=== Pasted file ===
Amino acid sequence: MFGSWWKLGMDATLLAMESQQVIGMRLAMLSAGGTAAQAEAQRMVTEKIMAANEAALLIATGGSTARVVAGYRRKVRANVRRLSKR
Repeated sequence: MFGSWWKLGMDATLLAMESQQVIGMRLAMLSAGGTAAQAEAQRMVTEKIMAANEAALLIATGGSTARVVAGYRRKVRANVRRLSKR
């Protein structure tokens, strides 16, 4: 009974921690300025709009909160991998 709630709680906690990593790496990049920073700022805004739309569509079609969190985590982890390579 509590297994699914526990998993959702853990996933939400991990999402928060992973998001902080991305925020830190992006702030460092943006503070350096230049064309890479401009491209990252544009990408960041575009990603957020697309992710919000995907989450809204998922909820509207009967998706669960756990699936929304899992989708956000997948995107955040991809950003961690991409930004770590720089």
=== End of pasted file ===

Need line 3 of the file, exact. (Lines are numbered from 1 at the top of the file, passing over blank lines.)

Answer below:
């Protein structure tokens, strides 16, 4: 009974921690300025709009909160991998 709630709680906690990593790496990049920073700022805004739309569509079609969190985590982890390579 509590297994699914526990998993959702853990996933939400991990999402928060992973998001902080991305925020830190992006702030460092943006503070350096230049064309890479401009491209990252544009990408960041575009990603957020697309992710919000995907989450809204998922909820509207009967998706669960756990699936929304899992989708956000997948995107955040991809950003961690991409930004770590720089």